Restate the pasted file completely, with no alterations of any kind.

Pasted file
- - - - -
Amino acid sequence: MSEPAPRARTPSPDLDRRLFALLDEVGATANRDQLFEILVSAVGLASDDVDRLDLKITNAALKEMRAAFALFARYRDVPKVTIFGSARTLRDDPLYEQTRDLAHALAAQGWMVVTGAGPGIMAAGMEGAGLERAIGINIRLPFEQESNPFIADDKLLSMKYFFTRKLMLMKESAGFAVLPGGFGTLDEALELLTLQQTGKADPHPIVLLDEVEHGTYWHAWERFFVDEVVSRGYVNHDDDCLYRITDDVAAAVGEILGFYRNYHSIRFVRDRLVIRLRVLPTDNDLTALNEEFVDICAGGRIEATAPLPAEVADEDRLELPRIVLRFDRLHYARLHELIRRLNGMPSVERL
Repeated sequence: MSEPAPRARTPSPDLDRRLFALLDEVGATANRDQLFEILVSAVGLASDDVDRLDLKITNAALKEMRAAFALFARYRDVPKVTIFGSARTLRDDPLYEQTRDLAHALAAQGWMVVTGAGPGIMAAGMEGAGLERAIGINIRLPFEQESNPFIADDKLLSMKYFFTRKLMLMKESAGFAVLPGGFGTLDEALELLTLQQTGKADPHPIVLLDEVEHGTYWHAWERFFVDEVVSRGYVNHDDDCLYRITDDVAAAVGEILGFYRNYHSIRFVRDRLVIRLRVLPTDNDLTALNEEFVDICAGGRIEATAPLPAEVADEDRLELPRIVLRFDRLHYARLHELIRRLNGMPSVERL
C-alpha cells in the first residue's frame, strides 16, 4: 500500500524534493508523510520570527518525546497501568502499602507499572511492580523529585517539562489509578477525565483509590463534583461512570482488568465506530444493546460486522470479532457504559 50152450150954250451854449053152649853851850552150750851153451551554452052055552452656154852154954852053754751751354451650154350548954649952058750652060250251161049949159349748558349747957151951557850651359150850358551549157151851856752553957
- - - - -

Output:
Amino acid sequence: MSEPAPRARTPSPDLDRRLFALLDEVGATANRDQLFEILVSAVGLASDDVDRLDLKITNAALKEMRAAFALFARYRDVPKVTIFGSARTLRDDPLYEQTRDLAHALAAQGWMVVTGAGPGIMAAGMEGAGLERAIGINIRLPFEQESNPFIADDKLLSMKYFFTRKLMLMKESAGFAVLPGGFGTLDEALELLTLQQTGKADPHPIVLLDEVEHGTYWHAWERFFVDEVVSRGYVNHDDDCLYRITDDVAAAVGEILGFYRNYHSIRFVRDRLVIRLRVLPTDNDLTALNEEFVDICAGGRIEATAPLPAEVADEDRLELPRIVLRFDRLHYARLHELIRRLNGMPSVERL
Repeated sequence: MSEPAPRARTPSPDLDRRLFALLDEVGATANRDQLFEILVSAVGLASDDVDRLDLKITNAALKEMRAAFALFARYRDVPKVTIFGSARTLRDDPLYEQTRDLAHALAAQGWMVVTGAGPGIMAAGMEGAGLERAIGINIRLPFEQESNPFIADDKLLSMKYFFTRKLMLMKESAGFAVLPGGFGTLDEALELLTLQQTGKADPHPIVLLDEVEHGTYWHAWERFFVDEVVSRGYVNHDDDCLYRITDDVAAAVGEILGFYRNYHSIRFVRDRLVIRLRVLPTDNDLTALNEEFVDICAGGRIEATAPLPAEVADEDRLELPRIVLRFDRLHYARLHELIRRLNGMPSVERL
C-alpha cells in the first residue's frame, strides 16, 4: 500500500524534493508523510520570527518525546497501568502499602507499572511492580523529585517539562489509578477525565483509590463534583461512570482488568465506530444493546460486522470479532457504559 50152450150954250451854449053152649853851850552150750851153451551554452052055552452656154852154954852053754751751354451650154350548954649952058750652060250251161049949159349748558349747957151951557850651359150850358551549157151851856752553957